MELBOURNE (Reuters) - Australia’s Discovery Metals DML.AX told its shareholders it saw strong prospects at its key copper project in Botswana, and spelled out why it thinks they should reject a A$824 million ($856 million) offer from a Chinese bidder.
Cathay Fortune Corp, a private equity firm founded by Chinese billionaire Yu Yong, and the China-Africa Development fund went hostile with a A$1.70 a share offer for Discovery in October after the board rejected an initial approach.
“The offer is opportunistically timed to exploit a period of temporary share price weakness,” Discovery said in its formal response to the bid from CF Investments on Friday.
CF Investments is 75 percent owned by Yu’s Cathay Fortune Corp (CFC) and 25 percent by China-Africa Development Fund.
CF Investments, which already owns 13.7 percent of Discovery through Cathay Fortune, is targeting the firm for its Boseto project in Botswana, a country which has attracted more than $10 billion in copper takeovers in the past two years.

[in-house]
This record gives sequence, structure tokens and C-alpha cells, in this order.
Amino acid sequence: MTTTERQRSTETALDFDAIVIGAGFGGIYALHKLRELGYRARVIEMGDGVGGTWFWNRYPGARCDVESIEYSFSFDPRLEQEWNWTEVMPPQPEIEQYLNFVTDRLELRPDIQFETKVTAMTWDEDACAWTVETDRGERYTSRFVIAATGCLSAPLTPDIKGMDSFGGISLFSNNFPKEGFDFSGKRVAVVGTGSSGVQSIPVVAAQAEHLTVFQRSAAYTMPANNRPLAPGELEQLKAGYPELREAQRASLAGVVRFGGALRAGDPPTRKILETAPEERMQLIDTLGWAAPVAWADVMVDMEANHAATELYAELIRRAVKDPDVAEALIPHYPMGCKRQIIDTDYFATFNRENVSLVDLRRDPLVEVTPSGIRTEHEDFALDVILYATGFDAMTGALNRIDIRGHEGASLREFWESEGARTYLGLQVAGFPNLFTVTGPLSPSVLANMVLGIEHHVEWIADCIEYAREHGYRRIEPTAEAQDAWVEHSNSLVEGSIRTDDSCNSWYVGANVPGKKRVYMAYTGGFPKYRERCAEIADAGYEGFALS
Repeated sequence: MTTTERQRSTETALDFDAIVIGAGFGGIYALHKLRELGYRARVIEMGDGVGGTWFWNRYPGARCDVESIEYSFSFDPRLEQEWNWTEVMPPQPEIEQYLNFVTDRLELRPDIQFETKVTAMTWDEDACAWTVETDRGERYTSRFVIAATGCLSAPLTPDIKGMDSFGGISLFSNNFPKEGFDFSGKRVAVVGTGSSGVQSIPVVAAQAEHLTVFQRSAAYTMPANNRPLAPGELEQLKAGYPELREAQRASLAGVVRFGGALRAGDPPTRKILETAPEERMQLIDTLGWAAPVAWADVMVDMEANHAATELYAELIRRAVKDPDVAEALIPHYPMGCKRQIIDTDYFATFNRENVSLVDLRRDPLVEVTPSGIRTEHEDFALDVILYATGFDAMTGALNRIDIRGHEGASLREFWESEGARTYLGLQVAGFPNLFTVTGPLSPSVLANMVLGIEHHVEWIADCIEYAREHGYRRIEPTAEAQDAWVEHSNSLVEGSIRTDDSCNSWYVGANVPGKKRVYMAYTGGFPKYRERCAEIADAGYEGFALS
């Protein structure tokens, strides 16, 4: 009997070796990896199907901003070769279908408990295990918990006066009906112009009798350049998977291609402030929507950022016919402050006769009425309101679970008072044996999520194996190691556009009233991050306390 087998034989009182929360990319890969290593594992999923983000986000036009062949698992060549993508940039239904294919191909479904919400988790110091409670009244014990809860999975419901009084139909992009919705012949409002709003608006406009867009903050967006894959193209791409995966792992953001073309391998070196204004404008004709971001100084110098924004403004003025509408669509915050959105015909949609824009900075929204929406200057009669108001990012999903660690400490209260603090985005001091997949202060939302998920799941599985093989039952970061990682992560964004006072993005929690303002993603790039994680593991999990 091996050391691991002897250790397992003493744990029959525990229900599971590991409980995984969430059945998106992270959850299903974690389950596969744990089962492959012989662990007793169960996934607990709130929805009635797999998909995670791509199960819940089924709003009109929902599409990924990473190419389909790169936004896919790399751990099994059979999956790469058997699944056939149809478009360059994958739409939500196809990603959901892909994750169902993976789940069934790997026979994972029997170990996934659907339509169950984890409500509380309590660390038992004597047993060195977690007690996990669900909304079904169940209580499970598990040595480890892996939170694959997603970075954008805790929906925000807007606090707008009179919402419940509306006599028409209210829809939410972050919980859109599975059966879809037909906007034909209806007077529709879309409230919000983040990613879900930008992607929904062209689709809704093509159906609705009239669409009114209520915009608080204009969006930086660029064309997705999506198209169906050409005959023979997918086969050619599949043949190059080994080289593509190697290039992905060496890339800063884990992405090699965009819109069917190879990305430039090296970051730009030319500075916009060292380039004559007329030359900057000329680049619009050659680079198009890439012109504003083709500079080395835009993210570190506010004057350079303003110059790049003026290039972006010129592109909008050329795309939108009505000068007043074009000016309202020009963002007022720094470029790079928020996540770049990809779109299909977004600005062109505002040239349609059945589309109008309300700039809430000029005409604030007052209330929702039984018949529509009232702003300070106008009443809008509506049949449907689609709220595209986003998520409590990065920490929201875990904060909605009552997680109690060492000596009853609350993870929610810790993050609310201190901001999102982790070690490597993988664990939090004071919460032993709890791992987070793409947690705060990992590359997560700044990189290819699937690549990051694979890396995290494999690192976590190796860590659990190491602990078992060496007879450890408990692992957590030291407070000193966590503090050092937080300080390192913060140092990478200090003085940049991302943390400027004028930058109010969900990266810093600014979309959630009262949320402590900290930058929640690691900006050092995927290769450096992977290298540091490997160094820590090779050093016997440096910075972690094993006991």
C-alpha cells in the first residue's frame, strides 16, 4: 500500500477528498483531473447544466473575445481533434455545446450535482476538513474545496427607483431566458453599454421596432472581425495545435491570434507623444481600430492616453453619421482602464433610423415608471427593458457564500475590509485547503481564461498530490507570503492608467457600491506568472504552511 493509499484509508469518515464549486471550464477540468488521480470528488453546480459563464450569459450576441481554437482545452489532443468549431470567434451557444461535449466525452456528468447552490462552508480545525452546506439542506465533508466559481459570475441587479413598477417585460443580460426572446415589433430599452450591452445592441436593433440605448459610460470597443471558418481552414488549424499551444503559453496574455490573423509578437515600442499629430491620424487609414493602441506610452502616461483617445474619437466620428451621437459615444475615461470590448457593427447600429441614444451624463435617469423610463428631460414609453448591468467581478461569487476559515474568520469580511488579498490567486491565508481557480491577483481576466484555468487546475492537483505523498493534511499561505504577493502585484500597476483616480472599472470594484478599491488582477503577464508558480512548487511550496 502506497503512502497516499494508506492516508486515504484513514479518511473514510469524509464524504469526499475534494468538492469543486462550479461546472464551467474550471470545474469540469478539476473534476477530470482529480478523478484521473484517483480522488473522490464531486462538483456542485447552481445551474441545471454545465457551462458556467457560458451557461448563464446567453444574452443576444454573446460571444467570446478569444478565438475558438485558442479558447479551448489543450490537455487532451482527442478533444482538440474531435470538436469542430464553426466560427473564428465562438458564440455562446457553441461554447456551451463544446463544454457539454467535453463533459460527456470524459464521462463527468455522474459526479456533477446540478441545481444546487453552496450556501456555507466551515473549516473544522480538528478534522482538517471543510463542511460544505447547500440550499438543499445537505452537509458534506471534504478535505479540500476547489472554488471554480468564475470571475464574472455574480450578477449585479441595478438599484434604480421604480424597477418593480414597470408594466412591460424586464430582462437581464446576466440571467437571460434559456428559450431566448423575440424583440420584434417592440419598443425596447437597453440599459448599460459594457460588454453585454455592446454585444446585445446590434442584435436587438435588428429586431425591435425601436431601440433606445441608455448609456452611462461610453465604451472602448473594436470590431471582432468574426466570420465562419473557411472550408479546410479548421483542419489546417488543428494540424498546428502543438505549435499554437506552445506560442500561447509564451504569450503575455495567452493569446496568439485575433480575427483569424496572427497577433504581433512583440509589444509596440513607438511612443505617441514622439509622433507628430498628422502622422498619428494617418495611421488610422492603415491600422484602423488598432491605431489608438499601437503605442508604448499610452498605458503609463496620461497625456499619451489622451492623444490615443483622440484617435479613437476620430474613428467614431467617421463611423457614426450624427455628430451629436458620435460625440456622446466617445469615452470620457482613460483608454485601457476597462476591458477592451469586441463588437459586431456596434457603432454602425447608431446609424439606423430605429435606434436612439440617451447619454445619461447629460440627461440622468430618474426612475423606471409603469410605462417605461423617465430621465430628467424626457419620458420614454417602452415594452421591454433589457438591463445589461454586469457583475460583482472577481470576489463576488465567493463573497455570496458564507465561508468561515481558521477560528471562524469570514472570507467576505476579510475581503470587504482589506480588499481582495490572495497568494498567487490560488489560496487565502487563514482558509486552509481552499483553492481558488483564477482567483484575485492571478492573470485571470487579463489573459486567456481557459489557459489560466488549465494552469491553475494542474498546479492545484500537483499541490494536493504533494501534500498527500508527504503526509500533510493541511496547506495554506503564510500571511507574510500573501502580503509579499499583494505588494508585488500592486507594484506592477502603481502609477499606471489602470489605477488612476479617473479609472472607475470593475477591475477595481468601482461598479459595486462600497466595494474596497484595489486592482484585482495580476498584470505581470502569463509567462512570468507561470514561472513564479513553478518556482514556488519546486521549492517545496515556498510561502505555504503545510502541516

Discovery said its expansion plans at Boseto and future growth options meant it was well positioned to benefit from a favorable copper market outlook.
An independent report valued the company at A$1.74-A$2.11 per share, Discovery added.
CF has set a minimum acceptance condition of 51 percent, which means it only needs just over 37 percent support to go ahead with the deal.
CFC’s Yu said nothing in Discovery’s target statement or the independent expert’s report had changed its view of the value of Discovery.
“We remain of the belief that our fully valued A$1.70 cash offer per Discovery share provides full and compelling value for Discovery shareholders,” Yu said in a statement.
Discovery’s shares closed down a cent at A$1.69. The stock has rallied from a low of A$0.88 cents in September, but traded as high A$1.815 in April.
($1 = 0.9665 Australian dollars)
Reporting by Sonali Paul and Lincoln Feast; editing by Miral Fahmy